We will be discussing and signing copies of our book Long Island Oddities at the following dates and locations:
10/23/13 7PM Carle Place, Barnes and Noble
10/24/13 7PM Bay Shore, Barnes and Noble
10/30/13 7PM Lake Grove, Barnes and Noble
“That there may be something diabolical, or at any rate evil, in them I do not deny, but, on the other hand, it is also possible that there may be natural forces involved which are so far as little known to us as the latent forces of electricity were known to the Greeks”. - Father Herbert Thurston on Poltergeists
Poltergeists have long been one of the more interesting phenomena to study. We all know that the word “poltergeist” translates to noisy ghost, but what is it really? Theories have changed over the years and will likely continue to change. This is not only the material of popular movies, but a phenomenon that has been reported from medieval times to the present day. In fact it happened right here on Long Island to a typical Catholic family in Seaford..
On February 3rd, 1958 at about 3:30 in the afternoon, the quiet home of the Hermann family was disturbed by something very unusual. Mr. Hermann worked in the airline industry. This particular afternoon he received a frantic call from his wife telling him that all of the bottles in the house were blowing their tops. Mrs. Hermann found that bottles throughout their house including bleach, nail polish remover, rubbing alcohol, and holy water had blown off their screwed on caps. It was the beginning to an extremely odd train of events.
As time went on, bottles shattered in the bathroom and a sugar bowl flew through the air on more than one occasion. Originally Mr. Hermann suspected his son to be the culprit because of his love of science. But as he spent the weekend observing his son James he saw medication bottles moving across shelves and it quickly became obvious that James Jr. was not responsible for all that was happening.
Left with no answers, the Hermann’s called the police. The first patrolman arrived, only to have more bottle tops pop off and fly in his direction. Within short order Detective Joseph Tozzi was assigned to the case. He too witnessed a number of unexplainable events including a world globe that nearly hit him while flying through the air. A bookcase full of encyclopedias was turned upside down. A portable phonograph player moved, and again and again bottles, including holy water were popped and moved. Mr. Hermann noted after picking up the holy water bottle that it was strangely warm to the touch. A photographer called in to document the events watched as his own flash bulbs flew across the room and shattered.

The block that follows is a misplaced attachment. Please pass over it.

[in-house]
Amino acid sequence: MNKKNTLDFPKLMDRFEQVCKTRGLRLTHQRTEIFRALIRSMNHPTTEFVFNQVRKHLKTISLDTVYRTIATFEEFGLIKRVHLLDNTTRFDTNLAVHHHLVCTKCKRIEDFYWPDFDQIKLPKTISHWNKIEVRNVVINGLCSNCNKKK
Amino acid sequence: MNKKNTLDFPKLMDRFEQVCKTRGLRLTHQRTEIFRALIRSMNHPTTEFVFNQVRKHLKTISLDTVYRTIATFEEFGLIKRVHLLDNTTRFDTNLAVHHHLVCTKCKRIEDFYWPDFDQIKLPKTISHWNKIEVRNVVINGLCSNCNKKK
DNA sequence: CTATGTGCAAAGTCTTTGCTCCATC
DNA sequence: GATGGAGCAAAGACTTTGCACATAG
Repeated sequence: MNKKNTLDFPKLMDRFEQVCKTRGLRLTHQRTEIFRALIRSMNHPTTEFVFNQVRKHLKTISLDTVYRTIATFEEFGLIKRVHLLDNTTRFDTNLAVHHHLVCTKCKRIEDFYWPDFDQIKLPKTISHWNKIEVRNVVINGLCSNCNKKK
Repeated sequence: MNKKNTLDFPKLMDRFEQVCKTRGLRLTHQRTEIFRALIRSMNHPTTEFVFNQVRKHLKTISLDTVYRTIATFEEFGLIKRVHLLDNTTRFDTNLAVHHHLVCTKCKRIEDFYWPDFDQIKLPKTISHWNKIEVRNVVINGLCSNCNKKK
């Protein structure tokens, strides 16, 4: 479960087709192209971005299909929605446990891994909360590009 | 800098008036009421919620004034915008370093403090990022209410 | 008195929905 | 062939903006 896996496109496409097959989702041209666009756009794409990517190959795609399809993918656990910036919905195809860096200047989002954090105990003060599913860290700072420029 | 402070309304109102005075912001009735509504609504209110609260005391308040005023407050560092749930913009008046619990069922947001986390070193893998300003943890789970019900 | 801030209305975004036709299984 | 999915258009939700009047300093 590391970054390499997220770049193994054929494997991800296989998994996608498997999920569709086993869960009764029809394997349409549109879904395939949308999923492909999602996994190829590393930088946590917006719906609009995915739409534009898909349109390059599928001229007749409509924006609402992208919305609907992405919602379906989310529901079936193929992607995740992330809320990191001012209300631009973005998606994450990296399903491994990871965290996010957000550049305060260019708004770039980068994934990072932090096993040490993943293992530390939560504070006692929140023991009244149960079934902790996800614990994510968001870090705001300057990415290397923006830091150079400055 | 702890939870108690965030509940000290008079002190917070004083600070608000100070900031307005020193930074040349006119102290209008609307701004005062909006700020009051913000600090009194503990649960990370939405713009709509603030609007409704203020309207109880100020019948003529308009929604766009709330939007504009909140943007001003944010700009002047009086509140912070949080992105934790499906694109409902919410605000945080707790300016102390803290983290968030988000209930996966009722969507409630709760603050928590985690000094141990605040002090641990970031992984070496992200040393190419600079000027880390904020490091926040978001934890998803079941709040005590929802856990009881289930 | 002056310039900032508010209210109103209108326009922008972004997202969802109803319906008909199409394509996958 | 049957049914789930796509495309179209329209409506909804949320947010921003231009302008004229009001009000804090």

As part of a desperate search for answers for this befuddled family a priest was called in to bless the house. As devout Catholics, the Hermann’s hoped this would rid them of the frightening disturbances but it was not to be so. Meanwhile detective Tozzi was looking for more realistic answers. He called in Robert Zider from Brookhaven Labs. They tested out many theories including downdrafts from the chimney, seismic activity, shaky water pipes and everything in between.
Weeks later and still no closer to answers the Hermanns were receiving more and more correspondence each day as their story spread. Some assured the family that Martians had landed, others blamed the devil, and yet others tried to offer rational causes like downdrafts from the fireplace. Desperate, the Hermanns installed something to cap the downdraft and as soon as the installation was completed, a porcelain figure flew off of a desk and smashed into a wall.
The Parapsychology Laboratory at Duke University took a keen interest in the case. Dr. J. B. Rhine was already conducting research into psychokinesis, or the ability to move objects without touching them. He came to study what was now called “Popper the Poltergeist” He brought along his assistant and psychologist Dr. Pratt, who believed that James Jr. might still be the source of the events even if inadvertently through psychokinesis. While Dr. Pratt spent time with James, strangely the disturbing events did not happen.
This relief was short lived though. A month after the disturbances first began; they started again with a vengeance. In front of William Roll and the other researchers from Duke, a dish leapt from the sink, a night table flipped over in James’ room, and a bowl of flowers slid from a table. Popper the Poltergeists’ final performance happened on March 10th while the family was getting ready for bed. A loud pop sent them down to the cellar to investigate, and they found a bleach bottle had popped its lid. Popper left just as it came with the popping of a bottle of bleach.
Investigators still came to study the house but the beleaguered family had had enough and eventually closed their doors, simply thankful that they could return to normal family life. There was no certain explanation for what caused the Hermanns to go through five weeks of disturbing and frightening trauma. By the end there were 67 recorded disturbances, some of which were witnessed by reporters, police officers, and professional researchers. When asked, Mrs. Hermann could only say, ““I don’t think there is a definite solution. It was just one of those things with no rhyme or reason to it. But there was a definite physical force behind it.”